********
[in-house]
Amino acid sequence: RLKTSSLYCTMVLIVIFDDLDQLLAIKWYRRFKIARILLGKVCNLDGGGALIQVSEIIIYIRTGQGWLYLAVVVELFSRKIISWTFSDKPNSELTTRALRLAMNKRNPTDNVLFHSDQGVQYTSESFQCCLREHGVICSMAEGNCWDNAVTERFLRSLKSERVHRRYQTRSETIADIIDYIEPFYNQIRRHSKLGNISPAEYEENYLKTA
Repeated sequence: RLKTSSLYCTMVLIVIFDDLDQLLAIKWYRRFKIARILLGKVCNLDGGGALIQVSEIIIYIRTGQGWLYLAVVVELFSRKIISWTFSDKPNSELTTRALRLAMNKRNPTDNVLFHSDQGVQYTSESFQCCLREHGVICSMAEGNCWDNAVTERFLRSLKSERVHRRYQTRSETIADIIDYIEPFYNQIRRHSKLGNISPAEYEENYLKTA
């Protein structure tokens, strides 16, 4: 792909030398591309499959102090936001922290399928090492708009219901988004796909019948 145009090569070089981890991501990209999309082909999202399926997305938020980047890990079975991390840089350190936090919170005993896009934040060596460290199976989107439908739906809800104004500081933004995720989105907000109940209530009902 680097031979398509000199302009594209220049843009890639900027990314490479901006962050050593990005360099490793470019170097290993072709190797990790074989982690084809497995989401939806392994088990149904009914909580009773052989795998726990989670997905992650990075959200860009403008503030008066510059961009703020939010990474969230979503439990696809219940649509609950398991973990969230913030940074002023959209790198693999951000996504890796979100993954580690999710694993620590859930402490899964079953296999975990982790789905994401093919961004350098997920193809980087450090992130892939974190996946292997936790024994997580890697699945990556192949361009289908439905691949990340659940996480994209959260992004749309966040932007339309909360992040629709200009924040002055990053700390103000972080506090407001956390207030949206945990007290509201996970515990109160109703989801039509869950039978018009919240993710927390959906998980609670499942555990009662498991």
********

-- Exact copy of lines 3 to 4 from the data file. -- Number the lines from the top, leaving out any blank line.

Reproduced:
Repeated sequence: RLKTSSLYCTMVLIVIFDDLDQLLAIKWYRRFKIARILLGKVCNLDGGGALIQVSEIIIYIRTGQGWLYLAVVVELFSRKIISWTFSDKPNSELTTRALRLAMNKRNPTDNVLFHSDQGVQYTSESFQCCLREHGVICSMAEGNCWDNAVTERFLRSLKSERVHRRYQTRSETIADIIDYIEPFYNQIRRHSKLGNISPAEYEENYLKTA
């Protein structure tokens, strides 16, 4: 792909030398591309499959102090936001922290399928090492708009219901988004796909019948 145009090569070089981890991501990209999309082909999202399926997305938020980047890990079975991390840089350190936090919170005993896009934040060596460290199976989107439908739906809800104004500081933004995720989105907000109940209530009902 680097031979398509000199302009594209220049843009890639900027990314490479901006962050050593990005360099490793470019170097290993072709190797990790074989982690084809497995989401939806392994088990149904009914909580009773052989795998726990989670997905992650990075959200860009403008503030008066510059961009703020939010990474969230979503439990696809219940649509609950398991973990969230913030940074002023959209790198693999951000996504890796979100993954580690999710694993620590859930402490899964079953296999975990982790789905994401093919961004350098997920193809980087450090992130892939974190996946292997936790024994997580890697699945990556192949361009289908439905691949990340659940996480994209959260992004749309966040932007339309909360992040629709200009924040002055990053700390103000972080506090407001956390207030949206945990007290509201996970515990109160109703989801039509869950039978018009919240993710927390959906998980609670499942555990009662498991």